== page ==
Diagnostic methods for identification of MMR-deficient tumors have evolved over the last 25 years. Histopathologic criteria preceded PCR-based testing of microsatellite loci, before IHC for loss of MMR protein expression became routine in clinical diagnostics. Sequencing of DNA repair genes and methylation assays are also used to confirm somatic and/or germline pathogenic mutations. However, somatic MMR deficiency is only sought routinely in cancers where it is frequent, like colorectal (∼20%) and endometrial (∼20%–30%) cancer. Clinical testing is not customarily performed where it is less common [e.g., cervical cancer (8%), or breast cancer (0%–2%); refs. 12, 15]. Indeed, the rare occurrence of MMR-deficient breast tumors has been attributed to germline mutations in Lynch Syndrome, and frequently assessed in that context although the true relationship between MMR-deficient breast tumors and inherited predisposition remains controversial (18).
Modern cancer resequencing experiments, particularly whole-genome sequencing (WGS) approaches, have revealed much more than the handful of driver mutations that are causally implicated in carcinogenesis. They have also exposed the many thousands of passenger mutations that are the products of the mutational processes that have occurred throughout tumorigenesis (19–22). Each mutational process leaves its own characteristic imprint or mutational signature on the genome (23), an indicator of past and ongoing exposures, whether of environmental insults such as ultraviolet radiation, or of endogenous biochemical degradation and deficiencies of DNA repair pathways like MMR deficiency.
Previously, substitution signatures 6, 20, and 26 (among others) were associated with MMR deficiency in colorectal, stomach, and uterine carcinomas (http://cancer.sanger.ac.uk/cosmic/signatures). Here, we find that eleven of 640 breast tumors (1.7%) in a WGS study show variable quantities of these substitution signatures. Critically, this subset of tumors would not have been detected as being MMR-deficient using current clinical criteria for assessment of breast cancer. We describe their distinctive and highly individual, pathognomonic genomic profiles, confirm the diagnosis using genetic, epigenetic, and protein IHC methods, and emphasize how genome profiling using mutational signatures could be a powerful additional tool for tumor stratification.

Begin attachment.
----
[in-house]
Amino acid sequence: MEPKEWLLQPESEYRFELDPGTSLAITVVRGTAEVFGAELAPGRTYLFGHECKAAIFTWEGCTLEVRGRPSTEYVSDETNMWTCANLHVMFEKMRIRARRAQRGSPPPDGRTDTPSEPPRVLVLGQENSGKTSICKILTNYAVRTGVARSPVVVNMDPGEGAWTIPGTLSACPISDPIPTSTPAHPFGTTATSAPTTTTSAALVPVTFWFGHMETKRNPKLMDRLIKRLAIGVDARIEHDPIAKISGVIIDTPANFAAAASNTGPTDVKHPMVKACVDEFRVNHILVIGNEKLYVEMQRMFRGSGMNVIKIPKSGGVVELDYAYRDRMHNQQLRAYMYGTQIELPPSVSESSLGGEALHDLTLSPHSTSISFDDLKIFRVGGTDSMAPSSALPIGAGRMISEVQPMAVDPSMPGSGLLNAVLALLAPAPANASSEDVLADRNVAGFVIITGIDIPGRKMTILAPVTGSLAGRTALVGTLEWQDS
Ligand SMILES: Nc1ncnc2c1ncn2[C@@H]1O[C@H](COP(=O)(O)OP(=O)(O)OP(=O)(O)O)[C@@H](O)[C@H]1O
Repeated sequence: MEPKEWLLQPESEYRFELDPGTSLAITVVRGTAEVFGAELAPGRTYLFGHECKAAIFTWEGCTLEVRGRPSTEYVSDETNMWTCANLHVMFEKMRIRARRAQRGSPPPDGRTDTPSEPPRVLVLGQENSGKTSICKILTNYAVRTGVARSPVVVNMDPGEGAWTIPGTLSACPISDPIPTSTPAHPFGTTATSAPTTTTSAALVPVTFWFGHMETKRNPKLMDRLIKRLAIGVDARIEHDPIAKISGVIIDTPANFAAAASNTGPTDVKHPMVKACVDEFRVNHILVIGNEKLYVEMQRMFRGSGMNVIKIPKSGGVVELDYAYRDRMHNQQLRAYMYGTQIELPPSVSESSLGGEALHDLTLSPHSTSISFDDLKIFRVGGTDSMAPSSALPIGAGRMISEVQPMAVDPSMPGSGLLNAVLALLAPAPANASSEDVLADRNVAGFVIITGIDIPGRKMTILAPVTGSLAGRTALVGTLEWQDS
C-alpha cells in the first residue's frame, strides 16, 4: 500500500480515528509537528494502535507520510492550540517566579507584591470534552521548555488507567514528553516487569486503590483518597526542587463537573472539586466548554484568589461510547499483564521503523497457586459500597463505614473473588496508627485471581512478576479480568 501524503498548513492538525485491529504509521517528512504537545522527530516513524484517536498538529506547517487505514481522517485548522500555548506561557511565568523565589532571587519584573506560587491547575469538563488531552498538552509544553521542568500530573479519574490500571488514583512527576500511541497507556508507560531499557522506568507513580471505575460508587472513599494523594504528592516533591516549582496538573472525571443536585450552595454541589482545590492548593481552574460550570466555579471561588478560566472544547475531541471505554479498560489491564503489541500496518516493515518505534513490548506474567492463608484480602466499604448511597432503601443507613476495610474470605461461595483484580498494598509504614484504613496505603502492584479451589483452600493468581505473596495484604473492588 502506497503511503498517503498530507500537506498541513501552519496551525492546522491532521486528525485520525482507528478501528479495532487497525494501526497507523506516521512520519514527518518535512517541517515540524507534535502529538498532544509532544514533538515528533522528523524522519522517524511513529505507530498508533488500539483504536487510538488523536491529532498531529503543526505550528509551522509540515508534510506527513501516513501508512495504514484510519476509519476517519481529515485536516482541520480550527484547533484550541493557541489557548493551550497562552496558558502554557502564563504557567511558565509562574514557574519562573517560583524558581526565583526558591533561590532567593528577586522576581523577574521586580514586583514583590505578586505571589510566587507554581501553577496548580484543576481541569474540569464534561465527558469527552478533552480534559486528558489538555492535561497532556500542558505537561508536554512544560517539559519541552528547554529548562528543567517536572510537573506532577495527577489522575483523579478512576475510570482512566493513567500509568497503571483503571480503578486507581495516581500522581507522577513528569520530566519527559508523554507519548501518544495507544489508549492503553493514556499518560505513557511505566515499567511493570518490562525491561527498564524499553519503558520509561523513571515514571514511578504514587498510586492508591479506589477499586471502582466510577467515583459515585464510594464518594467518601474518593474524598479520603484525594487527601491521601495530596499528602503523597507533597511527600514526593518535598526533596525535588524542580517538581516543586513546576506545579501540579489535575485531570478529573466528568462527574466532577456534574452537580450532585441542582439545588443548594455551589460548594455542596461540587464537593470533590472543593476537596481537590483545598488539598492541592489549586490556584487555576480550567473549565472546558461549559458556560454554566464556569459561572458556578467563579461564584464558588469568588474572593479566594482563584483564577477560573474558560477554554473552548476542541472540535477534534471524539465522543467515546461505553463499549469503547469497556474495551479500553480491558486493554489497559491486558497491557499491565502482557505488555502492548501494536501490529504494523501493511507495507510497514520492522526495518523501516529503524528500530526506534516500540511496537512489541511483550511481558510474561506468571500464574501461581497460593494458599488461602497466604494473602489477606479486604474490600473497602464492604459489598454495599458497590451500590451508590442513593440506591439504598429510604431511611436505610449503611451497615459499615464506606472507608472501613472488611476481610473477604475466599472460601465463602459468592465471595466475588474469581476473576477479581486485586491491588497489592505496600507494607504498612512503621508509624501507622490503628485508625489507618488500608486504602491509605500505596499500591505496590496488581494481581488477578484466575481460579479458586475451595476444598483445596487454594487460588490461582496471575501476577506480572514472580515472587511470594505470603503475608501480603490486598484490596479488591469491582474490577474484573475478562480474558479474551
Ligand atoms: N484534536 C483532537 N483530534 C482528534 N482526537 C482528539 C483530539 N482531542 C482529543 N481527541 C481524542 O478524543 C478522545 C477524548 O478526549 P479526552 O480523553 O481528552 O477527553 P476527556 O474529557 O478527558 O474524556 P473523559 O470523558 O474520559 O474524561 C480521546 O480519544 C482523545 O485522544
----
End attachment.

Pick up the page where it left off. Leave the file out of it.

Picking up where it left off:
Material and Methods
Detailed methods are provided in Supplementary Materials and Methods.
The overarching accession number for the data on 560 breast cancers previously described in Nik-Zainal and colleagues is EGAS00001001178 (24). For the 80 additional breast cancers described in Davies and colleagues (25), data are deposited under the following EGA accession numbers; bam files in EGAD00001002740 and SNP6 Cel files in EGAD00010001079.
Internal review boards of each participating institution approved collection and use of samples of all patients in this study. Informed consent was obtained by the relevant participating institution. Ethical guidelines were in accordance with the Declaration of Helsinki.
DNA was extracted from 640 breast cancer cases along with corresponding normal tissue and subjected to WGS as described previously (24, 25). Resulting BAM files were aligned to the reference human genome (GRCh37) using Burrows-Wheeler Aligner, BWA (v0.5.9).
Mutation calling was performed as described previously (24). Briefly, CaVEMan (Cancer Variants through Expectation Maximization: http://cancerit.github.io/CaVEMan/) was used for calling somatic substitutions. Indels in the tumor and normal genomes were called using a modified Pindel version 2.0 (http://cancerit.github.io/cgpPindel/) on the NCBI37 genome build. Structural variants were discovered using a bespoke algorithm, BRASS (BReakpoint AnalySiS; https://github.com/cancerit/BRASS) through discordantly mapping paired-end reads followed by de novo local assembly using Velvet to determine exact coordinates and features of breakpoint junction sequence.